In the mid 1920s, William Jewell College announced that a chapel was needed on campus. Mrs. Elizabeth Price Johnson, a Kansas City resident, heard about the construction plans and offered the college funds. Part of the agreement included naming the new chapel after her great grandfather, Rev. John Gano, and permanently displaying a painting of him baptizing George Washington in the chapel.
Construction on the classical building was completed in 1926. Built on a solid foundation of blue limestone, there is a basement and two floors. In 1999, an assembly room and the Walter Pope & Blanche Binns steeple were added on the east side. The original stained glass windows in the Thomas and Virginia Fields ConvocationCenter were designed by long time professor J.E. Davis. Bearing the college seal and motto, Deo Fisus Labora, they depict the life of Christ.
The namesake of the chapel, Rev. John Gano, was born in New Jersey in 1727. He served as a Baptist minister inNew Jersey and New York and worked his way down the east coast as an evangelist. He was George Washington’s chaplain during the Revolutionary War when he earned the title “the Fighting Chaplain”. It was during this time withWashington that some believe John Gano baptized George Washington by immersion. There are an equal number of historians who do not believe it happened, but this issue sparked a national debate in the 1930s after an article appeared in TIME Magazine discussing this question. The painting depicting the baptism still brings visitors to the campus from around the country.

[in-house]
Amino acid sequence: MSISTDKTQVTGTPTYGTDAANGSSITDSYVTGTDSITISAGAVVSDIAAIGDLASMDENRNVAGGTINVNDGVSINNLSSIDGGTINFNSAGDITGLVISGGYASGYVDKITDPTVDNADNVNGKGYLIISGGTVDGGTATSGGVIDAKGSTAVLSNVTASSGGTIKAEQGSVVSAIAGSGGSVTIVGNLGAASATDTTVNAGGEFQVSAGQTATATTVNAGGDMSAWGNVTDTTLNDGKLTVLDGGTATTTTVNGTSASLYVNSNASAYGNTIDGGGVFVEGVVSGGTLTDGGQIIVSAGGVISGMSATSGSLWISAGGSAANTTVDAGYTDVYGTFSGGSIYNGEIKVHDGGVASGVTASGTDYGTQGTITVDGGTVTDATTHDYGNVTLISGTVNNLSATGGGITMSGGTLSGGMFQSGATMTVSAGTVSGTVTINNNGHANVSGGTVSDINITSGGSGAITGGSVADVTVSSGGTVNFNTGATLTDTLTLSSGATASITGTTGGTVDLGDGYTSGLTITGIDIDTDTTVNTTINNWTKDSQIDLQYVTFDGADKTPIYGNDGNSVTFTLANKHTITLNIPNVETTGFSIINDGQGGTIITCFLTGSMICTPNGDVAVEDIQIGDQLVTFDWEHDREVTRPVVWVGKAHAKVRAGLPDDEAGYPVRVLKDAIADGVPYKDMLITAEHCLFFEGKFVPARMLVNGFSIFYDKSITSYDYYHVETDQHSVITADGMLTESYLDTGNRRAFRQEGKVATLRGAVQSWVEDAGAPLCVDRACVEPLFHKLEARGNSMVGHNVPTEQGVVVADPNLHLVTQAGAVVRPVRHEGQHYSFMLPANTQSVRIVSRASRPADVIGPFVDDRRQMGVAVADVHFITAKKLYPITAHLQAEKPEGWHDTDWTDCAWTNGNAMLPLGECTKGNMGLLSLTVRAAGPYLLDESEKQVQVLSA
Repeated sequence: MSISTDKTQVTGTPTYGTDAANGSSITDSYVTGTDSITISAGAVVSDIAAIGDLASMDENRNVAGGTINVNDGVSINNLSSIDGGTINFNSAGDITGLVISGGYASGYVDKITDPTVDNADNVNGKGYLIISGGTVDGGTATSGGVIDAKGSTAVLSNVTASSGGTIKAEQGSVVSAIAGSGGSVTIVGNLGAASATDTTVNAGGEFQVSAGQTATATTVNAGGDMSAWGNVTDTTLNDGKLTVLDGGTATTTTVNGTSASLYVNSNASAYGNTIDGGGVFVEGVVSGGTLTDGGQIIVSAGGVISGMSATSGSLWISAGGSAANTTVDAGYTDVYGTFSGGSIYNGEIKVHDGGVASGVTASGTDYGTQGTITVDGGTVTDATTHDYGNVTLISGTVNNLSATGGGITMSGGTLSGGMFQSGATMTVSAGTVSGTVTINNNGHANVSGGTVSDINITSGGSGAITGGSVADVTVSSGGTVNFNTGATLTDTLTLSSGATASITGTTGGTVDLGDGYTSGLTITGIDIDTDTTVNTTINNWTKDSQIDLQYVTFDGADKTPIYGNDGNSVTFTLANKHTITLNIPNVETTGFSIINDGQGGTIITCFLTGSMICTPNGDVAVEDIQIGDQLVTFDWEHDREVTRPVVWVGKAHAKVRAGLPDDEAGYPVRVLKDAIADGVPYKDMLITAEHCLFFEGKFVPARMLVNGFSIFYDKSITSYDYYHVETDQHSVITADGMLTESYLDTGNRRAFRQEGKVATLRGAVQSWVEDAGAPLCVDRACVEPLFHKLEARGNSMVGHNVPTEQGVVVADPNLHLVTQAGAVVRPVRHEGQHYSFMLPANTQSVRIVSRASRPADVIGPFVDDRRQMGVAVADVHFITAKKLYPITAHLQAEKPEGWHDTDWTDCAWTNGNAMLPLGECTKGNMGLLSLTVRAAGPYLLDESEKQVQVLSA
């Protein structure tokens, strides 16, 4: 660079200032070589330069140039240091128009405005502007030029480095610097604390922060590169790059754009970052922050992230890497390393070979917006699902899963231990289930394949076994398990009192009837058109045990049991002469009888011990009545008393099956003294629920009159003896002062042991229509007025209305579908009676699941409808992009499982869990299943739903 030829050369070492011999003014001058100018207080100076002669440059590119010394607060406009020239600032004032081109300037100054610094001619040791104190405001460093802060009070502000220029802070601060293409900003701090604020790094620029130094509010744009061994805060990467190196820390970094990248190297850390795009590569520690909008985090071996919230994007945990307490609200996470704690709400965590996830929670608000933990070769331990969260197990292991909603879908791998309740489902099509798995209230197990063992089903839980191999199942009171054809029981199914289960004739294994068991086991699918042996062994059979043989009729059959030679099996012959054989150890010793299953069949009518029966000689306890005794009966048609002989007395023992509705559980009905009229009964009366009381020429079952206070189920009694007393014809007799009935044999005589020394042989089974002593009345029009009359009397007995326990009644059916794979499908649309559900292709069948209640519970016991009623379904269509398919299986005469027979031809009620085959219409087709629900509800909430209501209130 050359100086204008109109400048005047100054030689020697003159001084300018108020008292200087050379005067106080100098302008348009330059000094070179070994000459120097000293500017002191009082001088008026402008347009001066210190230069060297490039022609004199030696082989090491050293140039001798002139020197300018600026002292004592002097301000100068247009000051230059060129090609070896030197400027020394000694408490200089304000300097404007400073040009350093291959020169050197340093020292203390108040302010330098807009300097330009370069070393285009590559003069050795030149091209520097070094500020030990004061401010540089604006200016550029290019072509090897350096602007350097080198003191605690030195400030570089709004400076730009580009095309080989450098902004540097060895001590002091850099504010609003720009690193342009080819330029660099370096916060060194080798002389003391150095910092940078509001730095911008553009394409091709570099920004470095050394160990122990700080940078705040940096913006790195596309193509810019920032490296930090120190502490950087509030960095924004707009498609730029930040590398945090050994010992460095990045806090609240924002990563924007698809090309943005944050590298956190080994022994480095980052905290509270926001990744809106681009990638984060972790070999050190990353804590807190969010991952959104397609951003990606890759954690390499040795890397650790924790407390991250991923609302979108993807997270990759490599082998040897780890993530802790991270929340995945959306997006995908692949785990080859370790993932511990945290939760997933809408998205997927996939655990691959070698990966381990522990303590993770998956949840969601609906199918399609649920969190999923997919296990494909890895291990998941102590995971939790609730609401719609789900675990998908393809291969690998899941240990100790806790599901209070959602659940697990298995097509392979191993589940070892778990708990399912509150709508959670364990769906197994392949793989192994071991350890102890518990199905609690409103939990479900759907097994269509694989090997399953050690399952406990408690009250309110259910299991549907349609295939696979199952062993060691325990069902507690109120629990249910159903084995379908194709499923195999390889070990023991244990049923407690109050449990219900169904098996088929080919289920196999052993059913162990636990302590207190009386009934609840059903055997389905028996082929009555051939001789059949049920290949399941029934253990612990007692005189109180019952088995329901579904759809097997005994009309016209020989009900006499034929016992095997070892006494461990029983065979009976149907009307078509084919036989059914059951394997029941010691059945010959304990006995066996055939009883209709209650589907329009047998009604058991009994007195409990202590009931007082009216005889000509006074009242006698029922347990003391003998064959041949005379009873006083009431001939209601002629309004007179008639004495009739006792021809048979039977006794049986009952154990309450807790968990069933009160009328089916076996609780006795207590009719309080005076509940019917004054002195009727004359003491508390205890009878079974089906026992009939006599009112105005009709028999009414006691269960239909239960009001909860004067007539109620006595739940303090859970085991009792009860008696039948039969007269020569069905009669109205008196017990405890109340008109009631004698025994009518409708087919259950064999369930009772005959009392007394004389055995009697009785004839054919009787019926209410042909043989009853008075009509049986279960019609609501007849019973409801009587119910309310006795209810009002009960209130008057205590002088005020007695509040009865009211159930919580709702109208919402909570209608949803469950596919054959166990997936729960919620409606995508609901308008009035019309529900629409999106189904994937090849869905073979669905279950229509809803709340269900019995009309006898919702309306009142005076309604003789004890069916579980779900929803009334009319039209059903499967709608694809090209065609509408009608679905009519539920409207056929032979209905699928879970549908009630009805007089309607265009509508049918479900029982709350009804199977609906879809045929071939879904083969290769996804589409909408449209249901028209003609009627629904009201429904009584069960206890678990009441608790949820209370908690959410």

In 1996, another descendent of Gano donated a sword to the college that had been passed down through the family. The sword had been given to George Washington by the Marquis de Lafayette. Washington in return gave it to Gano. Both the painting and the sword are on display in the chapel.
Major renovations were completed in November 2000. This included the addition of the Assembly Room and the Steeple, which holds the Carolyne Hester Carillons. The Carillons chime every quarter hour for the campus and Liberty community in memory of Mrs. Carolyne Hester, who served as a resident director in Melrose Hall and whose husband taught religion at Jewell from 1926 to 1957. The auditorium seats more than 800 persons.
Quimby Pipe Organ Opus 55
A long held dream of William Jewell College was realized in 2002 with the installation of a new pipe organ in John Gano Memorial Chapel. The organ is a 55 rank, three-manual-and-pedal pipe organ. It was constructed by the Quimby Pipe Organ Company, Warrensburg, Missouri. The pipe organ was made possible through the generosity of many donors, including a major gift from the Pillsbury Foundation. A memorial gift from the Quimby Pipe Organ Company honoring longtime Quimby employee, Stanley Sparrowhawk, allowed for expansion of the organ from 49 to 55 ranks